The town of Saint-Ouen on the northern edge of Paris has become the first French municipality to grant paid medical leave to female staff suffering from period pain, hoping to "break a taboo" on the subject and inspire similar moves at the national level.
The scheme, which came into force on March 27, allows the city's 1,200 women employees to take up to two days off each month, subject to a doctor's approval, without loss of salary.
It comes a month after Spain's left-wing government passed groundbreaking legislation granting similar rights to women nationwide, in a first for a European country.
Saint-Ouen's Socialist mayor Karim Bouamrane first announced the move on March 8, to coincide with International Women's Day, saying he hoped to inspire French legislators to follow suit.
"We must put an end to this suffering in silence - and indeed this denial of suffering," the mayor told France Info radio on Monday, noting that up to one in every two women experienced painful and sometimes incapacitating periods.
"The aim is to break a taboo on the subject and that women who suffer from painful periods no longer feel stigmatised," he added.
The new rules in Saint-Ouen, part of the Seine-Saint-Denis departement (county) northeast of Paris, will allow women to choose between taking time off or working from home.
Feminist groups have long campaigned for greater support for women's health at work, though the subject of paid menstrual leave has proved divisive amid concern it could hinder women's access to the labour market.
"It's a half-measure that conceals the need for a more comprehensive approach to women's health at work," Ophelie Latil of the feminist group Georgette Sand told French daily Le Monde. Sending women home "only isolates them and covers up their pain", she said.
Advocates of paid menstrual leave, however, say it will foster debate on the subject and help raise awareness of illnesses such as endometriosis, a debilitating disease that causes chronically painful periods and, in some cases, infertility.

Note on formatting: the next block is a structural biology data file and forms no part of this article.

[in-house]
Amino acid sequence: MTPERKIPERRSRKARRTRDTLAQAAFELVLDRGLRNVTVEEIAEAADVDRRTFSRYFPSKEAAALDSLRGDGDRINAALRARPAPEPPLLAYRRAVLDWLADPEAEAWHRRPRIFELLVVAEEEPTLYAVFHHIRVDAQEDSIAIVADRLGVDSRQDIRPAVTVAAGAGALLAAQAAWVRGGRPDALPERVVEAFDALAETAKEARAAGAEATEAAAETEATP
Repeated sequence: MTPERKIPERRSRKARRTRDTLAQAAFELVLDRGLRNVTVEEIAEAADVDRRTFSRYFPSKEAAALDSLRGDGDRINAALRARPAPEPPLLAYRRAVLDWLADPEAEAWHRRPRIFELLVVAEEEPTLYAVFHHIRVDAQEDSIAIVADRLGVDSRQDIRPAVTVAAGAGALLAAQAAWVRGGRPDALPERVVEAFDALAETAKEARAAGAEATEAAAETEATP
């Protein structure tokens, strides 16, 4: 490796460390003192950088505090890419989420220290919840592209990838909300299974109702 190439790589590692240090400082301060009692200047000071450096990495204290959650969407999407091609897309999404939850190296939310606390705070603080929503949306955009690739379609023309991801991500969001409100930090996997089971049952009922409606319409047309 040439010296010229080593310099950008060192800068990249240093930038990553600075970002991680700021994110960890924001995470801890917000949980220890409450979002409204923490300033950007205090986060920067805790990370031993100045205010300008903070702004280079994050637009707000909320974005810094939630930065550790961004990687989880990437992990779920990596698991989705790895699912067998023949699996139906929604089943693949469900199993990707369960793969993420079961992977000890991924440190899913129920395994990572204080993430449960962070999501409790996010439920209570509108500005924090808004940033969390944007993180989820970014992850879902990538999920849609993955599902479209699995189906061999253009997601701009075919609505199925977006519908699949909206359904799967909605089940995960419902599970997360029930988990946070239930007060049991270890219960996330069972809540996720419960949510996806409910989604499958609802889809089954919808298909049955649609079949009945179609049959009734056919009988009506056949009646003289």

'Democratise the subject'
Last week, some two dozen local councilors in Seine-Saint-Denis signed a letter calling for Saint-Ouen's pioneering scheme to be extended to other municipalities, Le Monde reported.
"Opening debate on paid menstrual leave will help democratise the subject (and) facilitate diagnosis of endometriosis," the letter said.
Saint-Ouen's Bouamrane has urged trade unions and legislators to work on a "comprehensive framework offering legal and financial protection" to smaller municipalities that cannot afford paid menstrual leave without outside support.
In Paris, city councillors backed the principle of menstrual leave for the French capital's 30,000 female employees in a preliminary vote earlier this month, calling on the government to "clarify" the country's labour laws to ensure the move is legal.
Meanwhile, left-wing lawmakers in the French parliament are working on a bill to extend paid menstrual leave to the private sector, with only a handful of French companies currently offering such schemes.
In January last year, French President Emmanuel Macron unveiled the contours of a national strategy to combat endometriosis, stressing the need to "break the silence" on an illness that affects some 2.5 million women in France.
His announcement was broadly welcomed by advocacy groups, though critics lamented the lack of a timetable and detail about funding. The strategy made no mention of paid menstrual leave.
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Under the menstrual leave scheme introduced by Spain's government last month, the state social security system - not employers - picks up the tab for the sick leave.
Aside from Spain, only a small number of countries across the globe offer paid menstrual leave, including Japan, Indonesia and Zambia.
Originally published on France24